Double Indemnity (1944) Billy Wilder
    Frankenstein (1931) James Whale
    Gone With the Wind (1939) Victor Fleming
    Intolerance (1916) D.W. Griffith
    It’s a Gift (1934) Norman Z. McLeod
    The Lady Eve (1941) Preston Sturges
    Once Upon a Time in the West (1968) Sergio Leone
    Out of the Past (1947) Jacques Tournier
    Persona (1966) Ingmar Bergman
    Rebel Without a Cause (1955) Nicholas Ray
    Red River (1948) Howard Hawks
    Repulsion (1965) Roman Polanski
    Scarface (1932) Howard Hawks
    The Scarlet Empress (1934) Josef von Sternberg
    A Star Is Born (1954) George Cukor
    The Third Man (1949) Carol Reed
    The Treasure of the Sierra Madre (1948) John Huston
    Trouble in Paradise (1932) Ernst Lubitsch
    The Wild Bunch (1969) Sam Peckinpah

    Frank, you said “…escapism…is really something I look for in a film….That or something that makes you think…I also like thrillers and dumb comedies.”

    With that in mind, here’s the ten movies I would recommend for you: Days of Heaven, The General, The Manchurian Candidate, The Night of the Hunter, On the Waterfront, The Rules of the Game, The Searchers, Singin’ in the Rain, Taxi Driver, Touch of Evil.

  9. I’m ambivalent towards Tokyo Story. To be sure the theme is timeless; however, even Ozu chides himself for his sentimentality. And yet, as i grow older, I find it more difficult to adopt a critical stance against sentimentality. I’m coming to believe that any such stance is a sign of either emotional immaturity or machismo posturing. The fragility and fleetingness of human flourishing seems all to real now.

    and the final scene in Ugetsu more than trumps any of the moralism that diminshes its value; that scene continues to haunt me.

    I’m more interested, however, to hear the films that inform your lives…

  10. I don’t know what the criteria was for putting a movie on the literacy list, but for sheer powerful story telling I think To Kill a Mockingbird and The Shawshank Redemption should be on the list. Add Contact to that.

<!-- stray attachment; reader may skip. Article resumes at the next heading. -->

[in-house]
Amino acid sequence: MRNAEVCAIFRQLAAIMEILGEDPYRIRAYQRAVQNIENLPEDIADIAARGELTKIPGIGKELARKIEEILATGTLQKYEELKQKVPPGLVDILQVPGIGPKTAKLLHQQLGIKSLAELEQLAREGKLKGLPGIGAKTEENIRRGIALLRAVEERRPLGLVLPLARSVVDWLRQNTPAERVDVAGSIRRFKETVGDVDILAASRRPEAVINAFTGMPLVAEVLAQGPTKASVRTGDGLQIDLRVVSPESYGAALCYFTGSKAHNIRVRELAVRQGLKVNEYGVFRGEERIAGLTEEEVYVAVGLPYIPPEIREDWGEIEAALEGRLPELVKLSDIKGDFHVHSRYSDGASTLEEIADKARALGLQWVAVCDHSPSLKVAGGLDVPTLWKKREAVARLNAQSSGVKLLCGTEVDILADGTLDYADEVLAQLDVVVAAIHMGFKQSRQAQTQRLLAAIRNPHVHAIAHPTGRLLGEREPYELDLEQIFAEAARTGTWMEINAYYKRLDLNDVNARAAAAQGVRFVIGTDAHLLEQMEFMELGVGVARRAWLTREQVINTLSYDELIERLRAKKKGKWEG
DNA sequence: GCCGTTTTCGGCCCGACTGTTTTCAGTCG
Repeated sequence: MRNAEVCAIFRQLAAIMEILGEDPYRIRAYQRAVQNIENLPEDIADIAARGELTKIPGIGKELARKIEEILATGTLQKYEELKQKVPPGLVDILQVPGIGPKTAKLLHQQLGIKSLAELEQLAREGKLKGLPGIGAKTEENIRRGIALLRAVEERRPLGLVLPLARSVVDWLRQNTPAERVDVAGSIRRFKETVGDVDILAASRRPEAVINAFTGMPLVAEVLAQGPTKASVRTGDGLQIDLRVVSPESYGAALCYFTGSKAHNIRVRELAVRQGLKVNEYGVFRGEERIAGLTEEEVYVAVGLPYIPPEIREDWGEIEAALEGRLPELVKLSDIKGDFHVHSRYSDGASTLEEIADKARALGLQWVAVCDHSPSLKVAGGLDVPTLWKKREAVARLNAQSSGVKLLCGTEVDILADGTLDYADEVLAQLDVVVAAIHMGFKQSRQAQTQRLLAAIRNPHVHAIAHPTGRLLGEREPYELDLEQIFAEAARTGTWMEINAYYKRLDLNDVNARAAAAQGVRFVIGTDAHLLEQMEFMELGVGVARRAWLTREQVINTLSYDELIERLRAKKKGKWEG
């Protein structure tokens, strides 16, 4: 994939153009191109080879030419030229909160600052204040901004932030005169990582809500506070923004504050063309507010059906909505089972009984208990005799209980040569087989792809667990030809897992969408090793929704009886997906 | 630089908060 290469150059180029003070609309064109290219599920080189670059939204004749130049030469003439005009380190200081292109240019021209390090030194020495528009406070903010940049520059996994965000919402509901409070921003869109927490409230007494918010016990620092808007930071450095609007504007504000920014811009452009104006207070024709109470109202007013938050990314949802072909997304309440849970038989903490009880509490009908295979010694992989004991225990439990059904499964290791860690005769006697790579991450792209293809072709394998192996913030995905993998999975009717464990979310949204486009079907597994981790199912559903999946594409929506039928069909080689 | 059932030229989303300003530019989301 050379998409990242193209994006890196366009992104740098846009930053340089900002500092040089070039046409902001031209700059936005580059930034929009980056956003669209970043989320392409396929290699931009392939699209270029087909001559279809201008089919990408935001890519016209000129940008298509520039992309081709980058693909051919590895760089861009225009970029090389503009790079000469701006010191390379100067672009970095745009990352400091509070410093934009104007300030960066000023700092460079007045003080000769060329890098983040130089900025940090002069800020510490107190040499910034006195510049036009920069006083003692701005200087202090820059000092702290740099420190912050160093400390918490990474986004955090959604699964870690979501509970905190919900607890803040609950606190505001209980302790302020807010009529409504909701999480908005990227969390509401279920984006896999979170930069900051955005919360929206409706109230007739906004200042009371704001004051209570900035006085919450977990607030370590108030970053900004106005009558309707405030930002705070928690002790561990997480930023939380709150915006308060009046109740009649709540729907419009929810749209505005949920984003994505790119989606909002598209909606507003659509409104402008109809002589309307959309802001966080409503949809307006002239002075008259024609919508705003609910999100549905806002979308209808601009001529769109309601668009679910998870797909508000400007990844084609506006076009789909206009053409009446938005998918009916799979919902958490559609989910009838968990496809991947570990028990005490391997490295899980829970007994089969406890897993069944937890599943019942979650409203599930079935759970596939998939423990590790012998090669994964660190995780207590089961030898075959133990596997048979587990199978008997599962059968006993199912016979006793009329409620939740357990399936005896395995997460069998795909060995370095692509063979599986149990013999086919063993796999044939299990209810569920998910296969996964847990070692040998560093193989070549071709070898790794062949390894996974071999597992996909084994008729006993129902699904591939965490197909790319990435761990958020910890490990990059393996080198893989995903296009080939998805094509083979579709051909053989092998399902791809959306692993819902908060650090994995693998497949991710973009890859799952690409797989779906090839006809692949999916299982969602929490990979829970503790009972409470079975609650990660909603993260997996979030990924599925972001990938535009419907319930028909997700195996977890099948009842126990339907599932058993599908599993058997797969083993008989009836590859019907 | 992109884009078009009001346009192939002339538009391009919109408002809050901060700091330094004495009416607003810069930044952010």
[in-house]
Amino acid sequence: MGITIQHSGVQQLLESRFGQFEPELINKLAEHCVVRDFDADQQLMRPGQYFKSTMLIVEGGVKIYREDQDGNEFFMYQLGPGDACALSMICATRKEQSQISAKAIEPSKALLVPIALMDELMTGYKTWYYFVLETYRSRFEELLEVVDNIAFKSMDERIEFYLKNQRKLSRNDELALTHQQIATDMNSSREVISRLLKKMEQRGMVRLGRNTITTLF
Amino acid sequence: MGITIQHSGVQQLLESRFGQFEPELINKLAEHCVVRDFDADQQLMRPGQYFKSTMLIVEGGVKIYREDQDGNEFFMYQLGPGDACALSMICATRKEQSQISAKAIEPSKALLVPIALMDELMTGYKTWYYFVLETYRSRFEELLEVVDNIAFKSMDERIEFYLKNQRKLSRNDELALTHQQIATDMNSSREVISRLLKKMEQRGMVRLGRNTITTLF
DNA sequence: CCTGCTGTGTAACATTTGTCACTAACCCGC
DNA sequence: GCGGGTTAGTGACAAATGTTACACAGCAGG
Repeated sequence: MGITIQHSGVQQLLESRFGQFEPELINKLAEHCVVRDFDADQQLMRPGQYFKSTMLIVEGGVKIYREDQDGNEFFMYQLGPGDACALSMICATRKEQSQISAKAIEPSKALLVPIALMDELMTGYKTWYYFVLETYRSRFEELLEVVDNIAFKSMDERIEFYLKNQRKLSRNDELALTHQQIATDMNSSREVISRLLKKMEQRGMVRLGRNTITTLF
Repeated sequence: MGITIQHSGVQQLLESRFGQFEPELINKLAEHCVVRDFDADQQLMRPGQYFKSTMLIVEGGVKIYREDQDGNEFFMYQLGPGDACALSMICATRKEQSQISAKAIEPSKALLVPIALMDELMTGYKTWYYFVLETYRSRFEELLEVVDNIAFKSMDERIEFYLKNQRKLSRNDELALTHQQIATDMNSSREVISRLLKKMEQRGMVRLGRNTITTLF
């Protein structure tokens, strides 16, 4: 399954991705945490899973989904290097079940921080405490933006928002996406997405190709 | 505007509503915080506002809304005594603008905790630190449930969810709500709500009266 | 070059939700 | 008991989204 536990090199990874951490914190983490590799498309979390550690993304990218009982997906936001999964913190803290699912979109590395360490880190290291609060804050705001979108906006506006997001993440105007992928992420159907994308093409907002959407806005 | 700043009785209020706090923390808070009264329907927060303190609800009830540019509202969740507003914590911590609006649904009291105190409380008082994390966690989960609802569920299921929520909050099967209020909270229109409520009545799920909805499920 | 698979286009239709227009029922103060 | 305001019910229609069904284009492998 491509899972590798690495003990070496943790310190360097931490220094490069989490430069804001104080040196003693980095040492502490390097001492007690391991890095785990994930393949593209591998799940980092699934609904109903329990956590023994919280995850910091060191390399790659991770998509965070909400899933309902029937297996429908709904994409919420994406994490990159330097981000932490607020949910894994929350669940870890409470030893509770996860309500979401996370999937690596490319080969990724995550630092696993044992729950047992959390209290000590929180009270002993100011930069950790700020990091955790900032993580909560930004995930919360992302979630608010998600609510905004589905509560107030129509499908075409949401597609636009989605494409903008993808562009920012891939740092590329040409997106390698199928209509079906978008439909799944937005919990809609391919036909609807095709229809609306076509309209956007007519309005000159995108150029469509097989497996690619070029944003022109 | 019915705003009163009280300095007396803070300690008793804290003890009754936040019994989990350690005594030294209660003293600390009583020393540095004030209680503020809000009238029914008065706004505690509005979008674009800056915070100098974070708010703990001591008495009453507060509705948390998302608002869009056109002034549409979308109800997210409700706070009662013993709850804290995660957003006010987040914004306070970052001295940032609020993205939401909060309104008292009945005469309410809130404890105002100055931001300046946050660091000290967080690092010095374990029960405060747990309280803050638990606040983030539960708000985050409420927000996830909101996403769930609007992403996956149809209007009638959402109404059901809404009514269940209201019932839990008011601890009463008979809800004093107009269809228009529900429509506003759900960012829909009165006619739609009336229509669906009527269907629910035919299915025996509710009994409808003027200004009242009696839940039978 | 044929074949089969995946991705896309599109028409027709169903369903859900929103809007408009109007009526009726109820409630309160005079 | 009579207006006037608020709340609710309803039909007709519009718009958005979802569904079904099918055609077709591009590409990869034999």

Just my non-movie-buff 2¢.

  11. To follow john’s thread of suggestions, that is to say for sheer escapism and cinematic value, I suggest Kurosawa’s (oddly enough) Yojimbo and Sanjuro; despite the diminutive stature of the Japanese, both of these films stands heads above the genre. And for a revisionist reconsideration of the samurai flick, i’d suggest Taboo (years ahead, I might add, ahead of Brokeback Mountain).

  12. Well, I typed a nice long response to mr. palma about films that have shaped my understanding of cinema, but then I hit the wrong key or something and the next thing I know it’s all gone.

    So I’ll just list ’em, in alphabetical order:

    Annie Hall
    City Lights
    The Conversation
    Days of Heaven
    Do the Right Thing
    House of Games
    La Jetee
    Paris, Texas
    Rear Window
    Rules of the Game
    Taxi Driver
    Visions of Light

    There’s probably much more, but that’s all I can think of right now.

  13. The Empire Strikes Back is on the list, so allow me to wish everyone a Happy Star Wars day. Um, you know, MAY the FOURTH be with you.

  14. Why stop at four kurosawa films? I’ll also suggest his flim The Hidden Fortress, the film from which Star Wars sprung.

    Jason

  15. I’d like it if everyone’s movie path was different. I mean, some people will get more from “National Velvet” than “The Seventh Voyage of Sinbad,” but each one is somebody’s favourite film.

    I’ve seen most of those (too lazy to go back and check), but I was a film librarian with time on his hands.

  16. Wow, out of these I haven’t seen:

    Trouble in Paradise
    Tokyo Story
    Streetcar Named Desire
    Out of the Past
    Nashville
    The Lady Eve
    Intolerance
    A Hard Day’s Night

    I really dig Hiroshima Mon Amour, for its late night in a strange city vibe.

  17. Wow! 16 comments. Thanks everyone for your recommendations. I’ll definitely have to start with kurosawa and apparently not ones on the list. Jack, I agree. I get alot out of some Jim Jarmusch films, where most others find them boring.

  18. There are no Pasolini films in your list. He was one Great Ones. Ranks up there with Fellini. Go see.

  19. […] Database and the 100 top films by the American Film Institute. I also took into consideration the ‘movie literate’ films that I posted about five years ago. Plus I took note of all the Academy Award Best Picture. […]

Leave a Reply

Fill in your details below or click an icon to log in:

WordPress.com Logo

You are commenting using your WordPress.com account. Log Out / Change )

Twitter picture

You are commenting using your Twitter account. Log Out / Change )

Facebook photo

You are commenting using your Facebook account. Log Out / Change )

Google+ photo

You are commenting using your Google+ account. Log Out / Change )

Connecting to %s

 
%d bloggers like this: